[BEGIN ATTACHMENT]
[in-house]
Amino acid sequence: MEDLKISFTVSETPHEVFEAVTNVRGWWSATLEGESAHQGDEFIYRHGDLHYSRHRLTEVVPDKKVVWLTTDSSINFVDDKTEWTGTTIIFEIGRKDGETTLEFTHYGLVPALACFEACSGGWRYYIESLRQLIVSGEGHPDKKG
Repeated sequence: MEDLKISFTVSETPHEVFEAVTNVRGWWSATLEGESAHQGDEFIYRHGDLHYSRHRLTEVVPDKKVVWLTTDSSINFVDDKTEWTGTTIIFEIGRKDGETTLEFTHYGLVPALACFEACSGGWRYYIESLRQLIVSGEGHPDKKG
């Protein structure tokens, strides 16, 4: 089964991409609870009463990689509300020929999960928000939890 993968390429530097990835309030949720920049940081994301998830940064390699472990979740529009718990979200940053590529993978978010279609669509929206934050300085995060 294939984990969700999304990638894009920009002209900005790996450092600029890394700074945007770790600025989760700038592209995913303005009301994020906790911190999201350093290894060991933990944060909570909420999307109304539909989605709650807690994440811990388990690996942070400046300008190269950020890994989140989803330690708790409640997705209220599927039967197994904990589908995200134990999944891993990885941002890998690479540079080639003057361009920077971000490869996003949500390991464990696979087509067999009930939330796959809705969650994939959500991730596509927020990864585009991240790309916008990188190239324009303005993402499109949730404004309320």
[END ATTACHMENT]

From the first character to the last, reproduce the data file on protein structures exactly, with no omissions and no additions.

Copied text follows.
[in-house]
Amino acid sequence: MEDLKISFTVSETPHEVFEAVTNVRGWWSATLEGESAHQGDEFIYRHGDLHYSRHRLTEVVPDKKVVWLTTDSSINFVDDKTEWTGTTIIFEIGRKDGETTLEFTHYGLVPALACFEACSGGWRYYIESLRQLIVSGEGHPDKKG
Repeated sequence: MEDLKISFTVSETPHEVFEAVTNVRGWWSATLEGESAHQGDEFIYRHGDLHYSRHRLTEVVPDKKVVWLTTDSSINFVDDKTEWTGTTIIFEIGRKDGETTLEFTHYGLVPALACFEACSGGWRYYIESLRQLIVSGEGHPDKKG
């Protein structure tokens, strides 16, 4: 089964991409609870009463990689509300020929999960928000939890 993968390429530097990835309030949720920049940081994301998830940064390699472990979740529009718990979200940053590529993978978010279609669509929206934050300085995060 294939984990969700999304990638894009920009002209900005790996450092600029890394700074945007770790600025989760700038592209995913303005009301994020906790911190999201350093290894060991933990944060909570909420999307109304539909989605709650807690994440811990388990690996942070400046300008190269950020890994989140989803330690708790409640997705209220599927039967197994904990589908995200134990999944891993990885941002890998690479540079080639003057361009920077971000490869996003949500390991464990696979087509067999009930939330796959809705969650994939959500991730596509927020990864585009991240790309916008990188190239324009303005993402499109949730404004309320």